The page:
All of which is to say that last weekend was a precious time for measuring a distance of 20 years and gauging how things have changed, and how they are still the same; to look at the evolution of my own politics; and to be in the forest with the same people who changed my life 20 years ago.

In the summer of 2017, I didn’t hitch-hike to the Glen. I travelled on the ferry and the train with money I made myself, selling the book that 447 of you helped me to produce, and producing art commission for various museums, using sound. There were no crystals in my rucksack; instead I brought a sensible selection of items designed to sustain me for two nights in the woods. These objects were all purchased for different long-distance walks shared with Mark; kettles, sporks, titanium mugs, sleeping mats and a tent that has sheltered us in Scotland and along the South West Coastal Path. Our tent is full of memories of laughter and shared adventures, and though being in the Glen brought back many memories for me, our marriage is a bridge under which many things from my past life in Ireland feel like old water. This time I had no mandolin with me, but carried my recording devices to document the special sonic magic of the forest.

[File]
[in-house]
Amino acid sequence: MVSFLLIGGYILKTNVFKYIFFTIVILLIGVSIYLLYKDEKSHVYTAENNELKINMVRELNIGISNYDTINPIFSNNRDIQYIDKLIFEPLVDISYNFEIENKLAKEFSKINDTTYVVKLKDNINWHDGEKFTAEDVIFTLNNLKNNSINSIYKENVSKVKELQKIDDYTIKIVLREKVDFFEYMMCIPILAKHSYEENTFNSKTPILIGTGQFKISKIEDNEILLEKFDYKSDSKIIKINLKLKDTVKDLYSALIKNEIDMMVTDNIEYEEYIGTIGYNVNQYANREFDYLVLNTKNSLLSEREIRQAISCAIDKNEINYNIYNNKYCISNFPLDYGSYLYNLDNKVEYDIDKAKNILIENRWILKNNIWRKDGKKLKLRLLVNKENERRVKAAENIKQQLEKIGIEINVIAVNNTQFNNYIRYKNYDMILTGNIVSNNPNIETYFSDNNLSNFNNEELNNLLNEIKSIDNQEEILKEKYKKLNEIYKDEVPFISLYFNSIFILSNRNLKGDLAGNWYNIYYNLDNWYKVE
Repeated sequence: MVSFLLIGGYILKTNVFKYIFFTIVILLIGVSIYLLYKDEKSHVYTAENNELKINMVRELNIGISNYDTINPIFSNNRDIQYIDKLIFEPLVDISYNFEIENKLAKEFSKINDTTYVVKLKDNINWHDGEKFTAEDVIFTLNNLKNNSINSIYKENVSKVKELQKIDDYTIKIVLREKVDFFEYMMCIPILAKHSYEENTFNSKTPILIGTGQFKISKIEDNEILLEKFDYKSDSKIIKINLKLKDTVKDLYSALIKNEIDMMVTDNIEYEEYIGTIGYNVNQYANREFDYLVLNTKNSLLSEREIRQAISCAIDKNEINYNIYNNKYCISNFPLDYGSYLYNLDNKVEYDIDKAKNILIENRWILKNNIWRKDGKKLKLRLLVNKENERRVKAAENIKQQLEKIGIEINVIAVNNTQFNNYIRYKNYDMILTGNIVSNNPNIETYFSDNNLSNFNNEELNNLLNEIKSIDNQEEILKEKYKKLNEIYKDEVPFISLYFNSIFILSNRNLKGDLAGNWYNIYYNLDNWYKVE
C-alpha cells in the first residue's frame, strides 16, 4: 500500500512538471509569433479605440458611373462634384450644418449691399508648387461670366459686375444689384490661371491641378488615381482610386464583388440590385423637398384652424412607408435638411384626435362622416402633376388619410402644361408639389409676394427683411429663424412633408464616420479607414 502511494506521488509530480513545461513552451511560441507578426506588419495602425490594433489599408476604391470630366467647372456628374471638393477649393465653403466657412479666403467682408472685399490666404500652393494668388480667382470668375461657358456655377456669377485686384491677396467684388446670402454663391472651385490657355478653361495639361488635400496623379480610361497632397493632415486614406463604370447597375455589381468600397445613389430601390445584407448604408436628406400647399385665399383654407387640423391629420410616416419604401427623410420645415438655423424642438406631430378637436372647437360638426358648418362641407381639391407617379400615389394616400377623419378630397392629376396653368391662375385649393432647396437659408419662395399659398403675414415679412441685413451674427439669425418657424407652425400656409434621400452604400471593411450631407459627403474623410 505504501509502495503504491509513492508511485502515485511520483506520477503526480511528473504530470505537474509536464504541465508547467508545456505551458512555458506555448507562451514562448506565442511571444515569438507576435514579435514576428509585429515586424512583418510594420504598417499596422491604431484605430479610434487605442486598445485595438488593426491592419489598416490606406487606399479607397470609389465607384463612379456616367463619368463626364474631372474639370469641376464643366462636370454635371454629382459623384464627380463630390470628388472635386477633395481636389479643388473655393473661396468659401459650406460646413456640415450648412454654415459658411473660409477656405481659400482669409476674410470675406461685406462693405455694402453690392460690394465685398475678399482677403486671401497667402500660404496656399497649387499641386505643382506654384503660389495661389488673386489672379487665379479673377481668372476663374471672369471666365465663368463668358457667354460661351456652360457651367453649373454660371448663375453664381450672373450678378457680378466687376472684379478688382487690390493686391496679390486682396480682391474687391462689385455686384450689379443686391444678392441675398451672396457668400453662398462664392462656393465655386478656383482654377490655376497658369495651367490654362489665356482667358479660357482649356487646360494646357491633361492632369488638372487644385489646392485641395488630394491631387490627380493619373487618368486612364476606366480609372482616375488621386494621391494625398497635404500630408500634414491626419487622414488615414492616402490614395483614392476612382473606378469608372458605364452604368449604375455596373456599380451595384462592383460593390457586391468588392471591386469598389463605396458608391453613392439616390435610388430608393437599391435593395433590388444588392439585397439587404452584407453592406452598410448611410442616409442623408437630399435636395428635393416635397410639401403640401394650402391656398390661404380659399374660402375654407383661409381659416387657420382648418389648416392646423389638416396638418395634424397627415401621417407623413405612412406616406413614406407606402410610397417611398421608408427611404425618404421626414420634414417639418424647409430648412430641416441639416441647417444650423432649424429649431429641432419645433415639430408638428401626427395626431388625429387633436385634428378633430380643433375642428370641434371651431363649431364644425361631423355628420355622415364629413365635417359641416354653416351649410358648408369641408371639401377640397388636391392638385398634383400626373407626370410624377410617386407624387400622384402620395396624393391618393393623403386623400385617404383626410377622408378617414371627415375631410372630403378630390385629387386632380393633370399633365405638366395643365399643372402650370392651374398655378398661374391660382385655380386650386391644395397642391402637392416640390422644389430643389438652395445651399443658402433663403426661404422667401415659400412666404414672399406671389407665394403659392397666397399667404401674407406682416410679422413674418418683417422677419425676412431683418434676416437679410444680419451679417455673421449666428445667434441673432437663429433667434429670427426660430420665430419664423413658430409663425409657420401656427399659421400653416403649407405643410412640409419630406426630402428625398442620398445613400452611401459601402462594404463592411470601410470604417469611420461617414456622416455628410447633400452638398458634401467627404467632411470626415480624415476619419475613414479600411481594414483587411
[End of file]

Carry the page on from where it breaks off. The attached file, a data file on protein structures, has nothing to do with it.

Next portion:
Rather than traveling with a random boy, I met with three of my dearest girlfriends in Dublin en route to the Glen. We laughed, told stories, ate well, bought cheese, stayed up late, and spoke of ALL THE THINGS.

It was beautiful to see so many familiar faces, and so many old friends. Many folk sacrificed a lot to be in the Glen and to defend the trees from the road expansion project; it was good to celebrate what these comrades gave; to say thank you; to light fires; and to remember absent friends. It was lovely to sit by fires again; to hear the crackle of dead wood; to smell the smoke; and to share food cooked in the same old pot that we used years ago.

I don’t have a sketchpad like the one I had 20 years ago, though I do keep a bullet-journal which is at least as colourful as the book I had back then. There are less mystical paintings of trees, less sad paintings of heartbreak, and more to-do lists, knitting charts and washi-tape now… and I’m still celebrating trees, in yarn…